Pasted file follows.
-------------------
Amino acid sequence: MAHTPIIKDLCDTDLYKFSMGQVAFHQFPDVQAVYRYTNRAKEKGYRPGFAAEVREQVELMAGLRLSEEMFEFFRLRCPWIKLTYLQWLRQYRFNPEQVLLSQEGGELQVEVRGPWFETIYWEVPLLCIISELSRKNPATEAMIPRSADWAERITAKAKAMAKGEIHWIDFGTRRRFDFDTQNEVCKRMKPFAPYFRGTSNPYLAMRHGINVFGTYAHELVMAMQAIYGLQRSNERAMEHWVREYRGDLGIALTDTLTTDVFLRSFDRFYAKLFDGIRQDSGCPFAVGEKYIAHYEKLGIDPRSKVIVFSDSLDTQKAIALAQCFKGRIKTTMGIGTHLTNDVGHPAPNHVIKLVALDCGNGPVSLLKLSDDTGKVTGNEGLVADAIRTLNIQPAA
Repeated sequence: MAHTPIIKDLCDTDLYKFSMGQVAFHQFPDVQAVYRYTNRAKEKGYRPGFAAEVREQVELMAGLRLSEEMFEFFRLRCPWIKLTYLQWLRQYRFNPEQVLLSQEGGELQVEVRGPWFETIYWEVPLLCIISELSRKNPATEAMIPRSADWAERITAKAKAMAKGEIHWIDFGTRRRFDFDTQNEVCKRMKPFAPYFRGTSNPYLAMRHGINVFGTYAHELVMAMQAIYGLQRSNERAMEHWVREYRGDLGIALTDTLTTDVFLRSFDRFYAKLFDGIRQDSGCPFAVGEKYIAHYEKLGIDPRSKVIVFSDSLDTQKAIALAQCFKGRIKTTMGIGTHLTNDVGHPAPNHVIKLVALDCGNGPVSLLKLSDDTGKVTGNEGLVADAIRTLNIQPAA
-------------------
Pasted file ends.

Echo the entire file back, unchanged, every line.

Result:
Amino acid sequence: MAHTPIIKDLCDTDLYKFSMGQVAFHQFPDVQAVYRYTNRAKEKGYRPGFAAEVREQVELMAGLRLSEEMFEFFRLRCPWIKLTYLQWLRQYRFNPEQVLLSQEGGELQVEVRGPWFETIYWEVPLLCIISELSRKNPATEAMIPRSADWAERITAKAKAMAKGEIHWIDFGTRRRFDFDTQNEVCKRMKPFAPYFRGTSNPYLAMRHGINVFGTYAHELVMAMQAIYGLQRSNERAMEHWVREYRGDLGIALTDTLTTDVFLRSFDRFYAKLFDGIRQDSGCPFAVGEKYIAHYEKLGIDPRSKVIVFSDSLDTQKAIALAQCFKGRIKTTMGIGTHLTNDVGHPAPNHVIKLVALDCGNGPVSLLKLSDDTGKVTGNEGLVADAIRTLNIQPAA
Repeated sequence: MAHTPIIKDLCDTDLYKFSMGQVAFHQFPDVQAVYRYTNRAKEKGYRPGFAAEVREQVELMAGLRLSEEMFEFFRLRCPWIKLTYLQWLRQYRFNPEQVLLSQEGGELQVEVRGPWFETIYWEVPLLCIISELSRKNPATEAMIPRSADWAERITAKAKAMAKGEIHWIDFGTRRRFDFDTQNEVCKRMKPFAPYFRGTSNPYLAMRHGINVFGTYAHELVMAMQAIYGLQRSNERAMEHWVREYRGDLGIALTDTLTTDVFLRSFDRFYAKLFDGIRQDSGCPFAVGEKYIAHYEKLGIDPRSKVIVFSDSLDTQKAIALAQCFKGRIKTTMGIGTHLTNDVGHPAPNHVIKLVALDCGNGPVSLLKLSDDTGKVTGNEGLVADAIRTLNIQPAA